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Glasses Crow Puts on His White Voice to Say Some Professional Negro Shit

1. There is a boy who needs to speak, but his mouth is stuffed with a flag. I use both hands and help tug it out. It’s longer than you’d expect and real work; the boy is clearly in pain. When the flag is out, the boy smiles. His teeth, not teeth. His gums are stuffed with pills. He grinds them to dust—he is trying to tell me something     about being. 

Every time a white man dresses in blackface, a crow unzips itself and a Black baby falls out. Every day Mickey Mouse puts on his gloves a white man grows wings. A Virginia governor’s college yearbook went national with a photo of a man in a Klan robe and another in blackface. The governor swore it wasn’t his after claiming it was his. He swore it wasn’t because he remembered another time he wore blackface as Michael Jackson. Recap: a white man in power dressed as a Black man who looked like a white man and was later tried for molesting white boys. Blackface? Whiteface? When questioned about this, my mother says it doesn’t matter—it’s about what he does for Black people now, not what he did in college. I take a pill every time a Black mother cries on the news. I smoke a joint every time another anchor says the cop who killed me will walk away. Every Black baby on this boat is named Jim Crow. 

Scholar W. T. Lhamon says that Thomas Rice—the “first Jim Crow”—was really subversive. That because his retelling of Othello left Desdemona alive and with a negro offspring, Rice was saying to his white audience what Black folk wanted to but couldn’t. He disarmed audiences with his mask—how foolish the Negro Jim Crow looks! But at his heart, he’s not a crow or a nigger! This white man can speak AND he can jump (Jim Crow!).

Have I lost my words? I have. I am a Black man in an eggshell world. I am a Black man in a world made for pearls. And have I lost my nerve? I have. I am a Black man afraid to love ghosts, afraid of what they carry in their mouths, their jaws full of sharp, red grass.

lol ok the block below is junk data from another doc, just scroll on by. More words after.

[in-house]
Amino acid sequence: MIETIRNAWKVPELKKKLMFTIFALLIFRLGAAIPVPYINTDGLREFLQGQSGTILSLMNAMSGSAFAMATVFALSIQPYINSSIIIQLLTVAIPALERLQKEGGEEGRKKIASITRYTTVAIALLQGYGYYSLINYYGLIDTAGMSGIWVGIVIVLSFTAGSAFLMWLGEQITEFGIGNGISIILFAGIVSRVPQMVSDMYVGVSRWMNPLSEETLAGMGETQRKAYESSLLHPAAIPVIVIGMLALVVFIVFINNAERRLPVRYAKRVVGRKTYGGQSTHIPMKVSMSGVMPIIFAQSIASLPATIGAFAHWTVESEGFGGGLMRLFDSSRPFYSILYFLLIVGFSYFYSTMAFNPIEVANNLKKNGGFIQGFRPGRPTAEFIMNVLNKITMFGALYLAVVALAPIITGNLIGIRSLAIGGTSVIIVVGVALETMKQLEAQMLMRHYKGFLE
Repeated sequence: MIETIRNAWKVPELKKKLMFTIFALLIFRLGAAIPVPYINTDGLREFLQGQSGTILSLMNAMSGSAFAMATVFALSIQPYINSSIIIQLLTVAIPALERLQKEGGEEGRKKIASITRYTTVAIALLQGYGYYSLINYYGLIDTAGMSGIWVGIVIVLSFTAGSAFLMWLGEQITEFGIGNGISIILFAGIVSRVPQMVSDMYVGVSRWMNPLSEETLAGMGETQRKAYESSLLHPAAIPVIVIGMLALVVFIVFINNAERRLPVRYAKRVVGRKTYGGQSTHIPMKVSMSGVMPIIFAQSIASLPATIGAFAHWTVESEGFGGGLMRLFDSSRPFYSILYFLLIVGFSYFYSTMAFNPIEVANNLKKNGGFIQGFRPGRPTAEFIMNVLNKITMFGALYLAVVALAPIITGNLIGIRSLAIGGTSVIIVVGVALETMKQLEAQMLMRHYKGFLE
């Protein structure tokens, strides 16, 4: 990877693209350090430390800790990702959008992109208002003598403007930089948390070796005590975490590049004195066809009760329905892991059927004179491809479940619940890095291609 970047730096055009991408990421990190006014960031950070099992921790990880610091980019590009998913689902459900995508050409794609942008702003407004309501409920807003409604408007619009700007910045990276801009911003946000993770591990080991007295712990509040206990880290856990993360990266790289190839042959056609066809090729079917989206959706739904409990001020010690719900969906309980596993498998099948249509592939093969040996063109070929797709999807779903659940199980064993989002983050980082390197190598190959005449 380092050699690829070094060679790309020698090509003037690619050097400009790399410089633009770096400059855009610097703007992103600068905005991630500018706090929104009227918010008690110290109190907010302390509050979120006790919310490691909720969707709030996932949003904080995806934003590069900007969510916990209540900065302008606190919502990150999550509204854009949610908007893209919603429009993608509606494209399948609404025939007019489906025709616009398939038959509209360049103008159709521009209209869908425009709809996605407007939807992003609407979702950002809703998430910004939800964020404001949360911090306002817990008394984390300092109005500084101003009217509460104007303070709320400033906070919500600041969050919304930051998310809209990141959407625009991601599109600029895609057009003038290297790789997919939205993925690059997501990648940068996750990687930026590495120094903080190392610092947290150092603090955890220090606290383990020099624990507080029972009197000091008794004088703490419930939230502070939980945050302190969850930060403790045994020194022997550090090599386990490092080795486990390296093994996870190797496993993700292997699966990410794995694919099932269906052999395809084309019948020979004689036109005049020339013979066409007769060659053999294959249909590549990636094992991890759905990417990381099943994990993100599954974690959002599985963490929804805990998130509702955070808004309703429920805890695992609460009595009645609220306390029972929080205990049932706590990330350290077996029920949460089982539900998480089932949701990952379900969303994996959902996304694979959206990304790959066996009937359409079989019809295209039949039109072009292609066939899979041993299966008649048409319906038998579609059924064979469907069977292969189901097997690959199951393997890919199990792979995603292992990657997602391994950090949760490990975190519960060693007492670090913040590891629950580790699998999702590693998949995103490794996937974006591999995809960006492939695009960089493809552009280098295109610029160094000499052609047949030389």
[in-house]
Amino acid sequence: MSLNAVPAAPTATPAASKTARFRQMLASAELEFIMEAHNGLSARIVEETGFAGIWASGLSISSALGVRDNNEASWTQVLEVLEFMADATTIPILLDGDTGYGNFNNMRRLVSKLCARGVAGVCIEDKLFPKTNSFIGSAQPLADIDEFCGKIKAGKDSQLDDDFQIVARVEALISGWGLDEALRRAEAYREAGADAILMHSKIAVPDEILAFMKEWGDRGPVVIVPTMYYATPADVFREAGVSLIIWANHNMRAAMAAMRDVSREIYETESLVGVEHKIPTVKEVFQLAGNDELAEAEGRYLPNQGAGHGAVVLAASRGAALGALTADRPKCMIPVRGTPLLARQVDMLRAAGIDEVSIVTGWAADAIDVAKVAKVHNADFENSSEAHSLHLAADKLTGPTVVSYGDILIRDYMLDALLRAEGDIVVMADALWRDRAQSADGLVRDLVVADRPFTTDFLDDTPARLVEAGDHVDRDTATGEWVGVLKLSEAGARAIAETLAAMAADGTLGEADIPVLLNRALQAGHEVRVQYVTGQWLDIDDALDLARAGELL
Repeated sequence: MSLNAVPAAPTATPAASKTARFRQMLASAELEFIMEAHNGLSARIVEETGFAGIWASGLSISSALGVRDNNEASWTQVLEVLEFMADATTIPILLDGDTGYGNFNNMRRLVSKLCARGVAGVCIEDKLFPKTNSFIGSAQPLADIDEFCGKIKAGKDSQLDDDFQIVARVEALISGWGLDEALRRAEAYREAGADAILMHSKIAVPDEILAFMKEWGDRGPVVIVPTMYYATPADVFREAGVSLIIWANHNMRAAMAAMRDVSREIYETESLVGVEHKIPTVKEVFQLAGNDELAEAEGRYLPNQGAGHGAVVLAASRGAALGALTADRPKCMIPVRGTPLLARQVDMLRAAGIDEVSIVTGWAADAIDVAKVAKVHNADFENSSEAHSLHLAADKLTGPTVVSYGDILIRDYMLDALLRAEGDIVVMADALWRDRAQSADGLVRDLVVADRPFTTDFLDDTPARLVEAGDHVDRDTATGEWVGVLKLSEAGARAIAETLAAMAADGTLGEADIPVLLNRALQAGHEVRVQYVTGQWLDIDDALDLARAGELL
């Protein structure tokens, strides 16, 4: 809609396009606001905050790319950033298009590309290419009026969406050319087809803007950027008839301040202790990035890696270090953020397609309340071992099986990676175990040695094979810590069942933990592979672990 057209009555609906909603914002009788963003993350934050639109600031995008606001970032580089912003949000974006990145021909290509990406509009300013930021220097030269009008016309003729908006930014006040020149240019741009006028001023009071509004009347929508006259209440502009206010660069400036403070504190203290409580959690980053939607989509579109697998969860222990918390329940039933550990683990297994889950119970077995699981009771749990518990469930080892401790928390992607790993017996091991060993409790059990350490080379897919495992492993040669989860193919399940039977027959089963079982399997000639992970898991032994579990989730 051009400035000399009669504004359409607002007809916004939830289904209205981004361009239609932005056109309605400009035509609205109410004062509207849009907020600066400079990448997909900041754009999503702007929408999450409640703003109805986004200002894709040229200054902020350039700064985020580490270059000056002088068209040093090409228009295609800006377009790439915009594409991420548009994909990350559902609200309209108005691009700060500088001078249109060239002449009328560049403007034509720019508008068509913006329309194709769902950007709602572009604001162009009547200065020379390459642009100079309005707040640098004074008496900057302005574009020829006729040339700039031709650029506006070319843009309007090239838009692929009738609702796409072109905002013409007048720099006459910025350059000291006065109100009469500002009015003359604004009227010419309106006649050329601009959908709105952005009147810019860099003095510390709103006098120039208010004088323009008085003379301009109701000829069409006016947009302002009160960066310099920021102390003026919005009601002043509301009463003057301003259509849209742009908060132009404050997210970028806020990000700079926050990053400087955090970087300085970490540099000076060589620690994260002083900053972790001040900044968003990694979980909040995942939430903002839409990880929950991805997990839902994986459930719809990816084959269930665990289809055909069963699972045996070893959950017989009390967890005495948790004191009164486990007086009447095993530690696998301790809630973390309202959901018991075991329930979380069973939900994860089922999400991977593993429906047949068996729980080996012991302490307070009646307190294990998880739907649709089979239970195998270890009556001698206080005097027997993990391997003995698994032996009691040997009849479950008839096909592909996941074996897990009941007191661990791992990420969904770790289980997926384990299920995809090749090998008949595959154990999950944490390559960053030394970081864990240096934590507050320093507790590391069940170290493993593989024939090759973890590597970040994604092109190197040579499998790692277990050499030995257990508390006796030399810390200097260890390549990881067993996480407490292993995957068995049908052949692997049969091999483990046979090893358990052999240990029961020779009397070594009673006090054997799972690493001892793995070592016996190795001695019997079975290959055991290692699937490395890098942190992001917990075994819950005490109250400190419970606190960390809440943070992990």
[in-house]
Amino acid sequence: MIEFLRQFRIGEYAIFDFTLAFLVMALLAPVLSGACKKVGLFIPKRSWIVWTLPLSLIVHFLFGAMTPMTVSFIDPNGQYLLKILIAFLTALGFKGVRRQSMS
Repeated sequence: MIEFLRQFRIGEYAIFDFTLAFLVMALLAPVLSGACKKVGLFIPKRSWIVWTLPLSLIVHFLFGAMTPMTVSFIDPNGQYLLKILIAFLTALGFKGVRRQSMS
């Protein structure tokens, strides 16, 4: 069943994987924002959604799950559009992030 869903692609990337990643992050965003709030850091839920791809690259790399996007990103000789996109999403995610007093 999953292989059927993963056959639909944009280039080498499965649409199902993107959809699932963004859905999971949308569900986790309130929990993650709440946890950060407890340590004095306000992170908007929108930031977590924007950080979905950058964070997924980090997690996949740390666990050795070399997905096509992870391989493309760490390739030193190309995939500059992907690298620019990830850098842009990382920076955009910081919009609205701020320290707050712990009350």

And if you look to your left, just near the trees you’ll see a Black woman leaping from a garret window. She does this every day. Forever. Each morning, the white man tells her she’s been sold, she and her children are going to Georgia, but she can’t say goodbye to her husband because, well, she’s a fucking slave and niggers don’t get the luxury of farewells. So each night she launches from the window. She cannot die. Spends days in the air, held in the arc of the sky, given nothing. Let’s write a version where she floats her Merry Poppins best down the street. In this version, you can sing your children back into your womb and she does; they crawl out into the sky and pack themselves back into her stomach. There’s space for them all here. Here all Black women’s singing can raise the dead.

2. There is a mosque in my throat. A skinhead appears and reads from his manifesto. It is long. As he reads, other white nationalists gather to hear. We are smashed into the boat-turned-praise cabin. White bodies pile in through the door, spill over, and consume the pews. White bodies spill in through the windows and come up through the floorboards like trolls. 

There is a mosque in my throat. There are red hats inside of every book in this praise cabin-turned-church. I know this. The skinhead reads from his manifesto: 

Long live the peach-faced god 

of disillusion—wash yourself 

in the river of dark and blood, 

exfoliate the chambers of your heart 

in the river of dark and blood, 

purify your race in the river 

of dark money and piss   press into 

him, become him

I listen to every word. When he’s done he opens my mouth and says, "there is a church in your throat." It's a praise cabin, turned. 

It doesn't matter. 

He climbs inside. 

My heart doesn't break. It bursts. It regenerates. Bursts again.

My heart is a forest. It is Black. And in that forest, the trees bear fruit that look like Aunt Jemima statues (1).



(1) Correction: the trees are Aunt Jemima statues. My Heart is Black. It is a forest. And in that forest the trees don’t grow.


DEXTER BOOTH is the author of Abracadabra, Sunshine (Red Hen Press, 2021), Scratching the Ghost (Graywolf Press, 2013), and the chapbook Rhapsody (Upper Rubber Boot Books, 2019). His poems have been included in numerous anthologies including The Burden of Light: Poems on Illness and Loss, The Golden Shovel Anthology honoring Gwendolyn Brooks, Furious Flower: Seeding the Future of African American Poetry, and The Future of Black: Afrofuturism, Black Comics, and Superhero Poetry


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